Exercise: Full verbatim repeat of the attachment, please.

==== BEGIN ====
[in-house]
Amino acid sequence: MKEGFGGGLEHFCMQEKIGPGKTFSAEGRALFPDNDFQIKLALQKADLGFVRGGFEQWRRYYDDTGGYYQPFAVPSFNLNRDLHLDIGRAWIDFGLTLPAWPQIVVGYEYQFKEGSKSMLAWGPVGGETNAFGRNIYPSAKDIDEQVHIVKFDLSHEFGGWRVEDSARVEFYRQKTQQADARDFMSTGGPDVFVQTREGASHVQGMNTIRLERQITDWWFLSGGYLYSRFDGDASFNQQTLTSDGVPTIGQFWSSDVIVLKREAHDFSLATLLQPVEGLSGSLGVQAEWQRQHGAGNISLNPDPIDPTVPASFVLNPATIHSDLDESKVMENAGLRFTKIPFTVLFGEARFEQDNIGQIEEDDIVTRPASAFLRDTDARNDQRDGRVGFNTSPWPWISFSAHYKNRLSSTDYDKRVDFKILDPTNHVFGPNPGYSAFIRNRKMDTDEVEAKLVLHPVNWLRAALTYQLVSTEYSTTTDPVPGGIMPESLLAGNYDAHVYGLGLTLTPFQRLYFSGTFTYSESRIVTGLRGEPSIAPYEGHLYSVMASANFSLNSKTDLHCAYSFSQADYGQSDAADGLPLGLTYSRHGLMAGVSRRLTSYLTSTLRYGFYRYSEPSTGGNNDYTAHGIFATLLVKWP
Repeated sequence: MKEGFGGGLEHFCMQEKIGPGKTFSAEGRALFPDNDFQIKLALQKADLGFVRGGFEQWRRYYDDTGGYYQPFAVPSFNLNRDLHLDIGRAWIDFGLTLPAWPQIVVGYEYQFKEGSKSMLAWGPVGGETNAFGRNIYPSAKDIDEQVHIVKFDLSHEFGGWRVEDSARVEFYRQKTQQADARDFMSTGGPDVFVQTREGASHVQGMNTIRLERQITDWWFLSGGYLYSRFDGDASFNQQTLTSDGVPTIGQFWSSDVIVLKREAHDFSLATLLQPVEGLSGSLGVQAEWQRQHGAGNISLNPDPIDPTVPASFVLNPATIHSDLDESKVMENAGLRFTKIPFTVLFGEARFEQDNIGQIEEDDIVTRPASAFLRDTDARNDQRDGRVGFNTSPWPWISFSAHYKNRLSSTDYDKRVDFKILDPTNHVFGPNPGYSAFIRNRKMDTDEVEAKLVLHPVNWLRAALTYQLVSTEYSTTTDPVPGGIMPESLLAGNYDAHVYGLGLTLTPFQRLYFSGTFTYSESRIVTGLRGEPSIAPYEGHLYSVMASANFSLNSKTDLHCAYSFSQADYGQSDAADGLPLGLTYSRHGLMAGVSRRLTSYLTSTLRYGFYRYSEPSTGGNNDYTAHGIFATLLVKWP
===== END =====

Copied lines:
[in-house]
Amino acid sequence: MKEGFGGGLEHFCMQEKIGPGKTFSAEGRALFPDNDFQIKLALQKADLGFVRGGFEQWRRYYDDTGGYYQPFAVPSFNLNRDLHLDIGRAWIDFGLTLPAWPQIVVGYEYQFKEGSKSMLAWGPVGGETNAFGRNIYPSAKDIDEQVHIVKFDLSHEFGGWRVEDSARVEFYRQKTQQADARDFMSTGGPDVFVQTREGASHVQGMNTIRLERQITDWWFLSGGYLYSRFDGDASFNQQTLTSDGVPTIGQFWSSDVIVLKREAHDFSLATLLQPVEGLSGSLGVQAEWQRQHGAGNISLNPDPIDPTVPASFVLNPATIHSDLDESKVMENAGLRFTKIPFTVLFGEARFEQDNIGQIEEDDIVTRPASAFLRDTDARNDQRDGRVGFNTSPWPWISFSAHYKNRLSSTDYDKRVDFKILDPTNHVFGPNPGYSAFIRNRKMDTDEVEAKLVLHPVNWLRAALTYQLVSTEYSTTTDPVPGGIMPESLLAGNYDAHVYGLGLTLTPFQRLYFSGTFTYSESRIVTGLRGEPSIAPYEGHLYSVMASANFSLNSKTDLHCAYSFSQADYGQSDAADGLPLGLTYSRHGLMAGVSRRLTSYLTSTLRYGFYRYSEPSTGGNNDYTAHGIFATLLVKWP
Repeated sequence: MKEGFGGGLEHFCMQEKIGPGKTFSAEGRALFPDNDFQIKLALQKADLGFVRGGFEQWRRYYDDTGGYYQPFAVPSFNLNRDLHLDIGRAWIDFGLTLPAWPQIVVGYEYQFKEGSKSMLAWGPVGGETNAFGRNIYPSAKDIDEQVHIVKFDLSHEFGGWRVEDSARVEFYRQKTQQADARDFMSTGGPDVFVQTREGASHVQGMNTIRLERQITDWWFLSGGYLYSRFDGDASFNQQTLTSDGVPTIGQFWSSDVIVLKREAHDFSLATLLQPVEGLSGSLGVQAEWQRQHGAGNISLNPDPIDPTVPASFVLNPATIHSDLDESKVMENAGLRFTKIPFTVLFGEARFEQDNIGQIEEDDIVTRPASAFLRDTDARNDQRDGRVGFNTSPWPWISFSAHYKNRLSSTDYDKRVDFKILDPTNHVFGPNPGYSAFIRNRKMDTDEVEAKLVLHPVNWLRAALTYQLVSTEYSTTTDPVPGGIMPESLLAGNYDAHVYGLGLTLTPFQRLYFSGTFTYSESRIVTGLRGEPSIAPYEGHLYSVMASANFSLNSKTDLHCAYSFSQADYGQSDAADGLPLGLTYSRHGLMAGVSRRLTSYLTSTLRYGFYRYSEPSTGGNNDYTAHGIFATLLVKWP